Despite being an enclosed community, the sisters lead lives fully engaged with, not removed from, the world. Indeed, since Vatican II eased restrictions on religious orders in the 1960s, the sisters have enjoyed greater freedom. No longer a classically cloistered community bound by strict monastic codes of silence and isolation, the sisters have used the more relaxed rules to extend their grace to ever more souls. That has meant getting involved in the lives of persons pleading for help, including “adopting” families in distress and distributing food to the hungry.

Sister Barbara Beasley, RGS, an apostolic Good Shepherd leader in St. Paul, said, “If the contemplatives are really doing their job, which is all about spirituality, then they are connected with everything that’s going on. And that’s exactly the truth about these women. The proof of their contemplative life is that they are not turned inwards on themselves. They are the least turned-in people you can imagine. Their interests are outward. Before news of a crisis hits the paper they already know it because somebody has called up asking them to pray about it. They’re truly centered people. They know what they’re about. They know their calling is to pray for ministries, to pray for needs, to pray for everything. They are alert and responsive to what’s happening.” She said while there is no plan to do so, a small group of contemplatives could one day again be assigned here.

 

 

 

 

The oldest and longest professed member of the former Omaha community, 89-year-old Sister Cecelia Porter, CGS, finds people from all walks of life confiding in them. “They tell us many things. They talk on the phone for hours, especially people living alone. You’d be surprised who it is too. You can be rich and still be lonely. Sometimes it’s hard to listen. We have one sister, Edith (Hesser), who listens and listens and listens to every kind of problem under the sun and everyone just loves her for that,” she said. “One talent God has given me is to pray with others, and to pray with them in a way that they feel they are included in the making of the prayer. If I know your problems I can pray for you so deeply. I can pray almost out of your own hope. People tell me they feel encouraged and helped by that.”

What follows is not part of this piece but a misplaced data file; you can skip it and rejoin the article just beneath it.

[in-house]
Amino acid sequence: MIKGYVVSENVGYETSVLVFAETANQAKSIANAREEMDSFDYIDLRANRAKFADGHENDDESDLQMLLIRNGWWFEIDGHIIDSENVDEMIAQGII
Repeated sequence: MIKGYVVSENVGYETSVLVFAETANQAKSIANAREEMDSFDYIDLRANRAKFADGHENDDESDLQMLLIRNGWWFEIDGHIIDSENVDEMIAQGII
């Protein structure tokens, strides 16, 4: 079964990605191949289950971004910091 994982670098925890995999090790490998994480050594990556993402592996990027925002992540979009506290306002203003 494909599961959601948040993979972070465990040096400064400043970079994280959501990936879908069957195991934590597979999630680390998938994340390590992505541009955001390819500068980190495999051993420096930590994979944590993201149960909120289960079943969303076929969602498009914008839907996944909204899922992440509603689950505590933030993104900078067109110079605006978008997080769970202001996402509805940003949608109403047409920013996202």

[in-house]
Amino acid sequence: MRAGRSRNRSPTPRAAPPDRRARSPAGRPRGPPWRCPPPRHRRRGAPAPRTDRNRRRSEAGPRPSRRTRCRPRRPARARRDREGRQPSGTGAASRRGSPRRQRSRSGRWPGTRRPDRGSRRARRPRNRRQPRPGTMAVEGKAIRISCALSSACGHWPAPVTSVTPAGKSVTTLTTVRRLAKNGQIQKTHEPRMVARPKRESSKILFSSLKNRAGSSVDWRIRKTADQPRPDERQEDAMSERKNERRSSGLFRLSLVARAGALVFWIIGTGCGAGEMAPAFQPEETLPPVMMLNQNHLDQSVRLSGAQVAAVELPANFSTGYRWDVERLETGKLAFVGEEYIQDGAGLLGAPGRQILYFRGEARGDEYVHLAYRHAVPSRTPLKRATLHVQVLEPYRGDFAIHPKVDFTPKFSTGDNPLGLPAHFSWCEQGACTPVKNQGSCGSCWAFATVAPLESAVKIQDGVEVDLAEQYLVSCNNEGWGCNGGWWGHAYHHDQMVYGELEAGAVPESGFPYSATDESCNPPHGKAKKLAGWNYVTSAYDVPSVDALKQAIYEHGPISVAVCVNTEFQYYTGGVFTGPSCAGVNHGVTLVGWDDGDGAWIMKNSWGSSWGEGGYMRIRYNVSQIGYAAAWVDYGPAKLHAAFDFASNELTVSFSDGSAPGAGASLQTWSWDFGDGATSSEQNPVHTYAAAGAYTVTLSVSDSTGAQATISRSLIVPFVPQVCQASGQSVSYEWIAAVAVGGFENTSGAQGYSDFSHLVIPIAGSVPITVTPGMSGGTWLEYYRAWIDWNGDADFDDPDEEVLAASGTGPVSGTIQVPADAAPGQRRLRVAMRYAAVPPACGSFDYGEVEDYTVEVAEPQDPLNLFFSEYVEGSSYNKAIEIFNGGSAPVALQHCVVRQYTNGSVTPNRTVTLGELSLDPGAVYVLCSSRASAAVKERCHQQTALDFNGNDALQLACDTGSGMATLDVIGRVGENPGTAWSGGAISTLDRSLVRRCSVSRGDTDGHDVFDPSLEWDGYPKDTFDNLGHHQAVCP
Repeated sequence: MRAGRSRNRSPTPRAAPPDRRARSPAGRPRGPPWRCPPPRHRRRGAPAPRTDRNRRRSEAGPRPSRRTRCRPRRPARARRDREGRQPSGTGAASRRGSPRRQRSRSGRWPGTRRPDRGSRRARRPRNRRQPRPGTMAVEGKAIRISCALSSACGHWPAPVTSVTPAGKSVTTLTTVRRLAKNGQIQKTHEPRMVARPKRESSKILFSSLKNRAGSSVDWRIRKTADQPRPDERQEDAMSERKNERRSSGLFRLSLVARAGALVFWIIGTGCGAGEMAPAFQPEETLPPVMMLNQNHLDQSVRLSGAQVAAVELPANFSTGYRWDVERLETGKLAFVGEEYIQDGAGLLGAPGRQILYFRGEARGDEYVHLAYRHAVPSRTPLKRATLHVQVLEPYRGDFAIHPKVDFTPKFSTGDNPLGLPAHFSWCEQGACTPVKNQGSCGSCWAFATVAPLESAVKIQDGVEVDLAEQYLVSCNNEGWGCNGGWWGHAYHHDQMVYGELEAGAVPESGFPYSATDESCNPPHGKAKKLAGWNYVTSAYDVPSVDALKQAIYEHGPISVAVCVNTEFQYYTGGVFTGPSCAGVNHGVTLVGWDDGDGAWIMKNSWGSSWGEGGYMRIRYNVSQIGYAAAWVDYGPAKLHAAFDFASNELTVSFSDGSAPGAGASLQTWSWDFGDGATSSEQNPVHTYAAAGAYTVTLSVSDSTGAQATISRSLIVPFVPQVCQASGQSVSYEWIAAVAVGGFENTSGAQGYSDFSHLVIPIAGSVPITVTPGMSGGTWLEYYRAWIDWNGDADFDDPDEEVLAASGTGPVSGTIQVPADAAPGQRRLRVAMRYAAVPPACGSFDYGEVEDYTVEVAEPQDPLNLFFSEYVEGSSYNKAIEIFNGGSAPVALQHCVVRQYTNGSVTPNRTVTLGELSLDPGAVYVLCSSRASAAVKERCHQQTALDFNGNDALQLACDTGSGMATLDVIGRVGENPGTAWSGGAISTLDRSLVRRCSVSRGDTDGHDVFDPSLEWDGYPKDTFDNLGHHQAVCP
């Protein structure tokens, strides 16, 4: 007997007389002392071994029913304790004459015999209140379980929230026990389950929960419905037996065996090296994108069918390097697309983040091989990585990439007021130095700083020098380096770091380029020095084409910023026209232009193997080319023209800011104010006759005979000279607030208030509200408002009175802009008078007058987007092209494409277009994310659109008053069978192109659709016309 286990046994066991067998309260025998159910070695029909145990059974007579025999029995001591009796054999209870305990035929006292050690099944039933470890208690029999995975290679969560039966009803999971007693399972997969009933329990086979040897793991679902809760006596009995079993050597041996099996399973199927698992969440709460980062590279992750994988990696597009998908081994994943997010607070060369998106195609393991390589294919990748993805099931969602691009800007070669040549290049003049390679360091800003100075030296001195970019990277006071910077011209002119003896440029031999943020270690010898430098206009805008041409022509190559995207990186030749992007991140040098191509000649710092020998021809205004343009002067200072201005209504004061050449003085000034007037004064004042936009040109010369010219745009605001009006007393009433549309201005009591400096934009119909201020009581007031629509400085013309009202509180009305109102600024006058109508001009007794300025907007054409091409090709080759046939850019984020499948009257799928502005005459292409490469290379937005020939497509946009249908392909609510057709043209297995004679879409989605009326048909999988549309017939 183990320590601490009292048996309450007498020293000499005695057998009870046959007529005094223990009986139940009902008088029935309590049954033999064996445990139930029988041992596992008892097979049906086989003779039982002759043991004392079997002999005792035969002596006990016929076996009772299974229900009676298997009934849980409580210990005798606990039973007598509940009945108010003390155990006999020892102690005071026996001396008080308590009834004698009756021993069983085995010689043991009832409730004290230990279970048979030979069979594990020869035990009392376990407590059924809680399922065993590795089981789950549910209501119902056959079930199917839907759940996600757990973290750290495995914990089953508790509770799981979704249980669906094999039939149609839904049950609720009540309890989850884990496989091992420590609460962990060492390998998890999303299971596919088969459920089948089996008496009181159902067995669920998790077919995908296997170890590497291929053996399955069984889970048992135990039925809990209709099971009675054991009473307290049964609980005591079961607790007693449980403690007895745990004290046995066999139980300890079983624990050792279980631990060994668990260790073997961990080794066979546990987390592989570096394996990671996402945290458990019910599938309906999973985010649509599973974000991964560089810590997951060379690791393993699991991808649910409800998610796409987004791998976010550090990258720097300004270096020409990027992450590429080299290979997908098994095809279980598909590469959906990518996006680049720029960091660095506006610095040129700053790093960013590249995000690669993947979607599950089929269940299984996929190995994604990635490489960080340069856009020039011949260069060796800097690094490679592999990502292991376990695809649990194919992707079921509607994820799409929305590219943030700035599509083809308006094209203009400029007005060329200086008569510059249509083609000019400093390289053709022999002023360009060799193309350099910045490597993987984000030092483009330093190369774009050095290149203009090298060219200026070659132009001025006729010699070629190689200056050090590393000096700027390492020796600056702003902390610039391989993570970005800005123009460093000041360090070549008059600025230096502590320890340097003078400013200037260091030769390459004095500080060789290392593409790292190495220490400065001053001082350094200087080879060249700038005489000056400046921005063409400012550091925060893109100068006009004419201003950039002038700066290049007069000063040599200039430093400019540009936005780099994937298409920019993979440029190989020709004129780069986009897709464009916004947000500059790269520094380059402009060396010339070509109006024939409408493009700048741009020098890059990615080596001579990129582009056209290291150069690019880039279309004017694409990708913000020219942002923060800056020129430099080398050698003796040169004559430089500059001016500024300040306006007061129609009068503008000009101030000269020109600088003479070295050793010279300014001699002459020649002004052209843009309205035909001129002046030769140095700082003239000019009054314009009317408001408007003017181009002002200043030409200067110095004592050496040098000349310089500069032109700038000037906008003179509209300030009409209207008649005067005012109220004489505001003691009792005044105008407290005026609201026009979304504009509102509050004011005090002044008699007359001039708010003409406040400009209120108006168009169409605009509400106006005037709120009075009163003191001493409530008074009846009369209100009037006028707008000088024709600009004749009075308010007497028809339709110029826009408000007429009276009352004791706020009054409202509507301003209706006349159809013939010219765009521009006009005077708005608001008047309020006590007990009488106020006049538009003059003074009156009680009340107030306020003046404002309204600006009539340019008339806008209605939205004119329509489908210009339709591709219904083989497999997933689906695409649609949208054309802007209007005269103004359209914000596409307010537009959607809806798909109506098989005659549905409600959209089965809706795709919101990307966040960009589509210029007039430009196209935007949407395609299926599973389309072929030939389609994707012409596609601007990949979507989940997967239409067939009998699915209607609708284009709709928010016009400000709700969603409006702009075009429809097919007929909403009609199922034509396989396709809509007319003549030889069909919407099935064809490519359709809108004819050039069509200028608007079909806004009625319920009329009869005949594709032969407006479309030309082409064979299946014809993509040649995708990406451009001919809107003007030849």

A measure of the impact the sisters made here was the stream of friends and patrons stopping by the convent to say farewell and thanks in the days prior to the move. Denise Maryanski of Papillion spoke for many in describing the sisters’ amazing grace. “Nothing I do in my life, even raising four children, would be as hard as the work they’ve done and the dedication they’ve shown in their life,” she said. “These women are totally pure in spirit. It is perfection. They are as close to being saints on earth as anyone we have met. They just don’t seem to have ugly days. They deal with whatever they’re handed and they deal with it with this joyful spirit and heart. When you’re with them, you just smile. You can’t help it. Even in their darkest hours, dealing with life-threatening illnesses, the joy is still there. They accept the challenges God gives them. You never hear them say, ‘Why me?’ When life looks really ugly to me I think, ‘What would Sister Clare (Filipowicz) do? What would Sister Edith do?’ They’ve enriched our life and been an inspiration.”